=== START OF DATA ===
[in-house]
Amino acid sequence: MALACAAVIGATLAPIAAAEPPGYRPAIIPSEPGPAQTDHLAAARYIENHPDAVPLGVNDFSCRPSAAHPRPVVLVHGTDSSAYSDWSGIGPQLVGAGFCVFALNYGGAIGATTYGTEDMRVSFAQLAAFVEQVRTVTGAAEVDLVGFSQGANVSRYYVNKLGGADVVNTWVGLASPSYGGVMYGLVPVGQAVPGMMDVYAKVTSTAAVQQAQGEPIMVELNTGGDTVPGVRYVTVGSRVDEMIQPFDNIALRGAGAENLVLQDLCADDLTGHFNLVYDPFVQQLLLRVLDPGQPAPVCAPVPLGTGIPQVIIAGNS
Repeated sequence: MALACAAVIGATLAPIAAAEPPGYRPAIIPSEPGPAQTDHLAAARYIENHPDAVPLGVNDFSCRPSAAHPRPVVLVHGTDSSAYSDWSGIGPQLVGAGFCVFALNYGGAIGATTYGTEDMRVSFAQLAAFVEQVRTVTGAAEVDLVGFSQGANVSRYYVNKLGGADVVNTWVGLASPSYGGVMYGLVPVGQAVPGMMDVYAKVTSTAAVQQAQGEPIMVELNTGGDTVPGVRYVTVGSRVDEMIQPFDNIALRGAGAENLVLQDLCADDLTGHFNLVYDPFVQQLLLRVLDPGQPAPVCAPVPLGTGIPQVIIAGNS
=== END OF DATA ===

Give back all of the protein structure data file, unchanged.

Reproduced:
[in-house]
Amino acid sequence: MALACAAVIGATLAPIAAAEPPGYRPAIIPSEPGPAQTDHLAAARYIENHPDAVPLGVNDFSCRPSAAHPRPVVLVHGTDSSAYSDWSGIGPQLVGAGFCVFALNYGGAIGATTYGTEDMRVSFAQLAAFVEQVRTVTGAAEVDLVGFSQGANVSRYYVNKLGGADVVNTWVGLASPSYGGVMYGLVPVGQAVPGMMDVYAKVTSTAAVQQAQGEPIMVELNTGGDTVPGVRYVTVGSRVDEMIQPFDNIALRGAGAENLVLQDLCADDLTGHFNLVYDPFVQQLLLRVLDPGQPAPVCAPVPLGTGIPQVIIAGNS
Repeated sequence: MALACAAVIGATLAPIAAAEPPGYRPAIIPSEPGPAQTDHLAAARYIENHPDAVPLGVNDFSCRPSAAHPRPVVLVHGTDSSAYSDWSGIGPQLVGAGFCVFALNYGGAIGATTYGTEDMRVSFAQLAAFVEQVRTVTGAAEVDLVGFSQGANVSRYYVNKLGGADVVNTWVGLASPSYGGVMYGLVPVGQAVPGMMDVYAKVTSTAAVQQAQGEPIMVELNTGGDTVPGVRYVTVGSRVDEMIQPFDNIALRGAGAENLVLQDLCADDLTGHFNLVYDPFVQQLLLRVLDPGQPAPVCAPVPLGTGIPQVIIAGNS